Can you believe the governor of Wisconsin threatened to sic the National Guard on state workers because they didn't like what he's doing?
Gee whiz! Former Democratic Gov. Jim Doyle was such a bully!
Wait a minute. Let's relax for a moment and review the facts.
Doyle never intended to call out the National Guard to beat up union members with clubs. Back in 2003, his secretary of Employment Relations merely said in public that Doyle might have to activate the Guard to staff prisons after hundreds of prison guards called in sick to protest stalled state contracts.
So maybe Doyle was just planning ahead and being prudent. In turned out he never did have to activate the Guard for this purpose.
Fast-forward to last week, and Republican Gov. Scott Walker just said the same thing. Walker told the State Journal editorial board and other media across Wisconsin on Friday that he had a contingency plan to call out the National Guard to staff state prisons if prison guards walked off the job or called in sick to protest Walker's effort to scale back collective bargaining rights for public-sector unions.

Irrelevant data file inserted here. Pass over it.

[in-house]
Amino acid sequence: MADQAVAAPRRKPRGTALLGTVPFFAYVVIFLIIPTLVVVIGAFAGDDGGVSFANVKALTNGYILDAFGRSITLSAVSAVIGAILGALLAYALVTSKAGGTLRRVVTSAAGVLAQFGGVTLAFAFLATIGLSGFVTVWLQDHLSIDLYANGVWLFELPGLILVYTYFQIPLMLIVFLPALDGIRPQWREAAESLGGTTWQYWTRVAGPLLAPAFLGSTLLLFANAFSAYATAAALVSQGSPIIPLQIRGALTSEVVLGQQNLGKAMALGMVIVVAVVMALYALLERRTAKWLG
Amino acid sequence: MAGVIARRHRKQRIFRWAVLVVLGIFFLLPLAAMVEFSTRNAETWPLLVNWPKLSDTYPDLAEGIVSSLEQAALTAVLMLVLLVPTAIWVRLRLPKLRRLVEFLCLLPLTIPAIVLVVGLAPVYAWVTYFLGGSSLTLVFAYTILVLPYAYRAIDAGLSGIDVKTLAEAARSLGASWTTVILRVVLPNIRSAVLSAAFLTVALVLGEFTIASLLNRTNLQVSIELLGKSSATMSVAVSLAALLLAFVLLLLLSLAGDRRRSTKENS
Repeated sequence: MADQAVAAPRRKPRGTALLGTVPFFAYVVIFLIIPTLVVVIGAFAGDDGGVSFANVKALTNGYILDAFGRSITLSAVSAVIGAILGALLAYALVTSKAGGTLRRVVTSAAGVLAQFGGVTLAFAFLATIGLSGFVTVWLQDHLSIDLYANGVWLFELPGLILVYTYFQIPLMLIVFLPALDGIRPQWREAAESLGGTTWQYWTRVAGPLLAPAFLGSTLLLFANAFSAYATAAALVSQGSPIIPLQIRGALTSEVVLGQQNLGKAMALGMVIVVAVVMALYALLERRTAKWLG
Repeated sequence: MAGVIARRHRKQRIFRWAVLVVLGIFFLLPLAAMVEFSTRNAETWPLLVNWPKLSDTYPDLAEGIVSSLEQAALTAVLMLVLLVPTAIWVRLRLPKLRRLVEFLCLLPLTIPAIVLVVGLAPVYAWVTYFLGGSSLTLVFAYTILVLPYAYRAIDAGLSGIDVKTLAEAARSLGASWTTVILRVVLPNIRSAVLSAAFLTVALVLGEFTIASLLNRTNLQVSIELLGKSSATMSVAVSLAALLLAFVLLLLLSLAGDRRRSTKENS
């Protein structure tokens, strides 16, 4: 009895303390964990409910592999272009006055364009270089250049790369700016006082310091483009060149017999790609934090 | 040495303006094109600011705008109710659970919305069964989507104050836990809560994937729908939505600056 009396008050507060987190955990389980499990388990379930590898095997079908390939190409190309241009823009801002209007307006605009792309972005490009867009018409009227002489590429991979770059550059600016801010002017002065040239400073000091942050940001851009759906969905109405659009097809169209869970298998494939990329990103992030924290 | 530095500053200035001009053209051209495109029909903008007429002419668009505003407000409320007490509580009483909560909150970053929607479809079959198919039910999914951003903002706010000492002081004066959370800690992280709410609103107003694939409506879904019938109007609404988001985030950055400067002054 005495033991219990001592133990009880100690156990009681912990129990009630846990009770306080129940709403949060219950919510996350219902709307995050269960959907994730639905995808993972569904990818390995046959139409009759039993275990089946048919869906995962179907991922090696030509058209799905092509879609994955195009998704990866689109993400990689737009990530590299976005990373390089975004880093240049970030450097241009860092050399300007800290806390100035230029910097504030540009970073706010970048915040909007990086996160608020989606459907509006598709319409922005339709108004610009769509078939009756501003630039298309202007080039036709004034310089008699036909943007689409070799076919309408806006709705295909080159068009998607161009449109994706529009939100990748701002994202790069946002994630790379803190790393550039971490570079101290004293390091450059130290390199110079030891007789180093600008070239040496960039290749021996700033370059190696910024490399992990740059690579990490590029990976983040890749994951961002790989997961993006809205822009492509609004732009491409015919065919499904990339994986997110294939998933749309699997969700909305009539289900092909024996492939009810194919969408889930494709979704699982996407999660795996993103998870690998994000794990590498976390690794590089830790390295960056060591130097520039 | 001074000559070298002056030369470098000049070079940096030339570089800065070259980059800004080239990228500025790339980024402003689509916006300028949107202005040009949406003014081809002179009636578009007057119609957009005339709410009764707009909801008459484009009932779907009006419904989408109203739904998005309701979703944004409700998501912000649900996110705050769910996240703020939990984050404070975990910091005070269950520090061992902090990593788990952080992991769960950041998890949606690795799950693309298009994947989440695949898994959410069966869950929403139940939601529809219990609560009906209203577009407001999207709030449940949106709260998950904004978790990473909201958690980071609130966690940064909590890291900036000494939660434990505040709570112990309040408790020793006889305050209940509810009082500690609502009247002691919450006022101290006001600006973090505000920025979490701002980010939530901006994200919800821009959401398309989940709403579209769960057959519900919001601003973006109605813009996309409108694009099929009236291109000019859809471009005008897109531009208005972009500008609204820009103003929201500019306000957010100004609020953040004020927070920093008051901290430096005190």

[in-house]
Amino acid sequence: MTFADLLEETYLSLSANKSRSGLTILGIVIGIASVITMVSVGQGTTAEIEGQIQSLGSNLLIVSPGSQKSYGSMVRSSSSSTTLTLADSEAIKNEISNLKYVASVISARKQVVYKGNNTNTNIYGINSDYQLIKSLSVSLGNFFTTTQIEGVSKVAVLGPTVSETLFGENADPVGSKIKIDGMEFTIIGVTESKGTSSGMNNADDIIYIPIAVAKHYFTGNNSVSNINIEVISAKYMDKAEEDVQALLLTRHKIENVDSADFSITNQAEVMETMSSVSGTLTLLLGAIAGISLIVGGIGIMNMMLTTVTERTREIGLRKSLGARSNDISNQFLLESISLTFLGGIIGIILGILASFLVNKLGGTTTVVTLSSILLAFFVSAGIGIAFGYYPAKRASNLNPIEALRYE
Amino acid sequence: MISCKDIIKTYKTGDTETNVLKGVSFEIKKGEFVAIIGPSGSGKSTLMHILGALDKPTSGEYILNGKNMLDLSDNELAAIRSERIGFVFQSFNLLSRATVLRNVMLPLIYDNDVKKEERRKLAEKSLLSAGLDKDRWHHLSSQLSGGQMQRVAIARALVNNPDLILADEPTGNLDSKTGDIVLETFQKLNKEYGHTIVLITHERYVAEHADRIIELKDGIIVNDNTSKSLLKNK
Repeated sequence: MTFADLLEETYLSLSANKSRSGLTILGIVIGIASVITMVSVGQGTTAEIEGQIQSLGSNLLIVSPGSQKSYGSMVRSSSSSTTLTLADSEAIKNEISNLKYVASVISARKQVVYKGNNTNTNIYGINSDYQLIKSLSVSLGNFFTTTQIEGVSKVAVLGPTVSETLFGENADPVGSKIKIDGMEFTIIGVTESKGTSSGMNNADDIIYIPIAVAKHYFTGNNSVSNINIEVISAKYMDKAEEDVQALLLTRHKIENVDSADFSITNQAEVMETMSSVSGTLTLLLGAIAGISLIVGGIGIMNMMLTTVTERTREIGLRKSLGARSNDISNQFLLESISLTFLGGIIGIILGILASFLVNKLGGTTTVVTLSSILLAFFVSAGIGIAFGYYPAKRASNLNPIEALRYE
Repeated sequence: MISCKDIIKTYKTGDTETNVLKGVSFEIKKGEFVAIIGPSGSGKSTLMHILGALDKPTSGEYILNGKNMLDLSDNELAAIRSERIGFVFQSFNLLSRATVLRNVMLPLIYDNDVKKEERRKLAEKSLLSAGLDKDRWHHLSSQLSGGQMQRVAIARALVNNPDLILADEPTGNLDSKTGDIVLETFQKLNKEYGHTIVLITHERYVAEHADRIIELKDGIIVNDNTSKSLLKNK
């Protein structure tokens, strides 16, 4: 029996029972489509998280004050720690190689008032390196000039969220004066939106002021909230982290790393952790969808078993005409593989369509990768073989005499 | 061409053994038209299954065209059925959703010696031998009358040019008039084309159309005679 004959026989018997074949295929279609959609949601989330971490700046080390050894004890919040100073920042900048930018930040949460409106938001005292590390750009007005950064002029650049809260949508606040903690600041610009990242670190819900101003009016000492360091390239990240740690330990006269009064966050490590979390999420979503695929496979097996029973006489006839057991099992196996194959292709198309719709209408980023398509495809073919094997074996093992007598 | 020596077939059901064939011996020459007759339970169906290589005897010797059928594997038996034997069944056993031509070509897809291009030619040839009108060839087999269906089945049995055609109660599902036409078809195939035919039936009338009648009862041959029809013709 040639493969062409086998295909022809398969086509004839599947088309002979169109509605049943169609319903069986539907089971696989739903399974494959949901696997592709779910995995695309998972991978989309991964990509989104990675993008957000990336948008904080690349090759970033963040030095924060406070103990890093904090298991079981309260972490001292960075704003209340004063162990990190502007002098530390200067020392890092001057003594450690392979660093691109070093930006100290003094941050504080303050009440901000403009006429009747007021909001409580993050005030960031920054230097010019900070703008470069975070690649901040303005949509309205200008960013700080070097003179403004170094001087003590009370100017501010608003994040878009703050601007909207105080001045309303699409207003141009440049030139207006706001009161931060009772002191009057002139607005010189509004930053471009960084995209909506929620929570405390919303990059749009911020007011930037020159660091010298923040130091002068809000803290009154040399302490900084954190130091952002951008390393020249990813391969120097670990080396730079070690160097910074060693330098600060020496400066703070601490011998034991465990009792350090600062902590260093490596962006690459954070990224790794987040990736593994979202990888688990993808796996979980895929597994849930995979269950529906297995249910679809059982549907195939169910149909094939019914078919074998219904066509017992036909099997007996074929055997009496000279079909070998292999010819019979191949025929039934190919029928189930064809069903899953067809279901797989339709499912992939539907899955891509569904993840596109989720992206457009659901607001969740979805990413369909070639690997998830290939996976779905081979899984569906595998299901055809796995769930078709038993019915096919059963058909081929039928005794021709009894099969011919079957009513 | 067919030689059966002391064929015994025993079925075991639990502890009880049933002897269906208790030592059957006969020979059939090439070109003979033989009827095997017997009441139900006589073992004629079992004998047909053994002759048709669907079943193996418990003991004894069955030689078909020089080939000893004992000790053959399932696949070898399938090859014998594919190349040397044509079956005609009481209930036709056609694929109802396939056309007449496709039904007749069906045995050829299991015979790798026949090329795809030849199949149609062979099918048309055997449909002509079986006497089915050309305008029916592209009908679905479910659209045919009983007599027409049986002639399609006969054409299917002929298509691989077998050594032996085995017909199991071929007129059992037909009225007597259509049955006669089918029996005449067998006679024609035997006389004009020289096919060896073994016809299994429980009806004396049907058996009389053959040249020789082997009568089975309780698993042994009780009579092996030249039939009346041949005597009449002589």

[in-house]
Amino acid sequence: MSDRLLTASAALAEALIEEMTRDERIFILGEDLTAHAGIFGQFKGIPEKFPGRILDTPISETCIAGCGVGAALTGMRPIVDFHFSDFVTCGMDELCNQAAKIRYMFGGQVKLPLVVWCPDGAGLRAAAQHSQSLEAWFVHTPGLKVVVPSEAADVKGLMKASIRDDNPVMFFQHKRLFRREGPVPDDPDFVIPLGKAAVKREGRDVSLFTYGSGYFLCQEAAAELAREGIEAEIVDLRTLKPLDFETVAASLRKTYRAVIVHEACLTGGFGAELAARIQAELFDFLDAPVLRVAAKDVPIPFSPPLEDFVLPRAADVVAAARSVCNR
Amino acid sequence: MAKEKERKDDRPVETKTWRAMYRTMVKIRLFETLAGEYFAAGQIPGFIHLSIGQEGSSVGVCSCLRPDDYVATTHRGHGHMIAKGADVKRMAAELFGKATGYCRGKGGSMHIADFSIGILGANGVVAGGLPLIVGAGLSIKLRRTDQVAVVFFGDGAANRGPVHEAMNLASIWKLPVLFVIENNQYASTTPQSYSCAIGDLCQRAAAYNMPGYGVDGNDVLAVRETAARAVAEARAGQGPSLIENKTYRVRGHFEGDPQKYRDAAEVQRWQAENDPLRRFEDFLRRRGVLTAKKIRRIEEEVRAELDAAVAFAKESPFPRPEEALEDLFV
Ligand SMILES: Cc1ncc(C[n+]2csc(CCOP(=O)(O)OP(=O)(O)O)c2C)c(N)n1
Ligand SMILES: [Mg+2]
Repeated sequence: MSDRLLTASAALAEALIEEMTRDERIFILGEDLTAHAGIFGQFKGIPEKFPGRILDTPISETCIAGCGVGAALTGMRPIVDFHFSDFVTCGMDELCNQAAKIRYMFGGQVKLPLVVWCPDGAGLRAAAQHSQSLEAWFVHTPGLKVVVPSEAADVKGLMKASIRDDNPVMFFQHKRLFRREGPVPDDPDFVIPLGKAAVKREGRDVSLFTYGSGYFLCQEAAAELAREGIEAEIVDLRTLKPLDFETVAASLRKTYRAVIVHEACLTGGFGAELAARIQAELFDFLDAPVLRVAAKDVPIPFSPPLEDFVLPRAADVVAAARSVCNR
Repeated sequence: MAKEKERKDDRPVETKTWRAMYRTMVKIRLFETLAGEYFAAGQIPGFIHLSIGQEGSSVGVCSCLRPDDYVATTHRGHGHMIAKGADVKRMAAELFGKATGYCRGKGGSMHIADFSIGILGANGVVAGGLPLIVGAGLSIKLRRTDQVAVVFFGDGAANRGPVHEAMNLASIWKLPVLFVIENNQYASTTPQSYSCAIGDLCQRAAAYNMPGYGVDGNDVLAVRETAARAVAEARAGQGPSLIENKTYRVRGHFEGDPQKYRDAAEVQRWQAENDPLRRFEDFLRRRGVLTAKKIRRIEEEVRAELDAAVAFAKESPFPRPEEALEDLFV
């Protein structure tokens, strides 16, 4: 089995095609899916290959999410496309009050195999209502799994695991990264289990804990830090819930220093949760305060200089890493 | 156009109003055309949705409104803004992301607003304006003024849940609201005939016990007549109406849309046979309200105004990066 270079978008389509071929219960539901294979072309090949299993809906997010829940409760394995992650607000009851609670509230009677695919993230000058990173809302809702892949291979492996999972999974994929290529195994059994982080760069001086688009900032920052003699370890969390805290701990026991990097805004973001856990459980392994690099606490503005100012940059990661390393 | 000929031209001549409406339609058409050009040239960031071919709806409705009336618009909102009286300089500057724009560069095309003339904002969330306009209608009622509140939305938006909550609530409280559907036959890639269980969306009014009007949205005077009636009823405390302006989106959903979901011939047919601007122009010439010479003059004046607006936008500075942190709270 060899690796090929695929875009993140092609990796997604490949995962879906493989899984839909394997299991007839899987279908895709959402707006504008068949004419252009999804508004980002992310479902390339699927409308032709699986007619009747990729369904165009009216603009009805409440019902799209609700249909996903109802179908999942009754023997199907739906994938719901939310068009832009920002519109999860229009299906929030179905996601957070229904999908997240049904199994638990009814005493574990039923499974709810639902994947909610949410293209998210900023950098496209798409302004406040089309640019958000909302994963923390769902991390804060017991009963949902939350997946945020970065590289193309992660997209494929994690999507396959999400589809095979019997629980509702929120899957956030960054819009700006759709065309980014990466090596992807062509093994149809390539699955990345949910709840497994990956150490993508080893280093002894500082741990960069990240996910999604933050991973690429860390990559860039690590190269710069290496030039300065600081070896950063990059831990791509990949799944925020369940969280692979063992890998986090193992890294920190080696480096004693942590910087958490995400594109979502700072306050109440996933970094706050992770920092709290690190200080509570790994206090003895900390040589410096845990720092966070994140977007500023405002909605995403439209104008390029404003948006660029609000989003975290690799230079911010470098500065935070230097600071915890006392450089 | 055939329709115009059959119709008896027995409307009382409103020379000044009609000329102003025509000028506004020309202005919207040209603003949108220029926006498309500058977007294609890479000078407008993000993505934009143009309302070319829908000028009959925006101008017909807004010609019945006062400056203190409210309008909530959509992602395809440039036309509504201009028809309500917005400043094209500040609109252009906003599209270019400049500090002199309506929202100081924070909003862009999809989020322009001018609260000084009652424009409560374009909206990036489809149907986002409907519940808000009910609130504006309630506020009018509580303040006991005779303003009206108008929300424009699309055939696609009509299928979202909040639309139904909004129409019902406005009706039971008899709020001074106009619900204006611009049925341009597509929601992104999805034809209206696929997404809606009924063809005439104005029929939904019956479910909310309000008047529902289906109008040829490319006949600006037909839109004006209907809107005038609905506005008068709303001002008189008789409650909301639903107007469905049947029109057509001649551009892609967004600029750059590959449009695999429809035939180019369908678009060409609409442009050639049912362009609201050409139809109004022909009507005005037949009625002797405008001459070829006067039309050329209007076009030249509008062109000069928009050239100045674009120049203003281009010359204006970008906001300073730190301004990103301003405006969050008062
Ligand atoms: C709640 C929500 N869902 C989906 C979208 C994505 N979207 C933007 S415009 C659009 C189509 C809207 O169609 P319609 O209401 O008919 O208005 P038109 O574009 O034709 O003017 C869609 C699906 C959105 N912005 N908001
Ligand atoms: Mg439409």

Walker's National Guard comment was met with wild exaggeration by groups advocating for organized labor.
"The governor should not threaten to use the National Guard against Wisconsin public workers!" Citizen Action of Wisconsin declared on a Web site featuring a manufactured image of three riot police wearing helmets, gas masks and holding clubs in front of a building marked "State Office Building."
Scot Ross, head of the liberal advocacy group One Wisconsin Now, said: "No Wisconsin governor has deployed the military against public employees as far back as the 1930s, showing just how radical the steps are that Gov. Walker is taking to consolidate his power."
Ross may be right about his history. But he's dead wrong about Walker's statement here in the present.
Walker was merely saying the same thing the Democratic governor's administration said before him — and for precisely the same reason: He doesn't want our prisons unguarded.
Let's stay focused on the facts of Walker's significant and controversial collective bargaining proposal without resorting to hyperbole.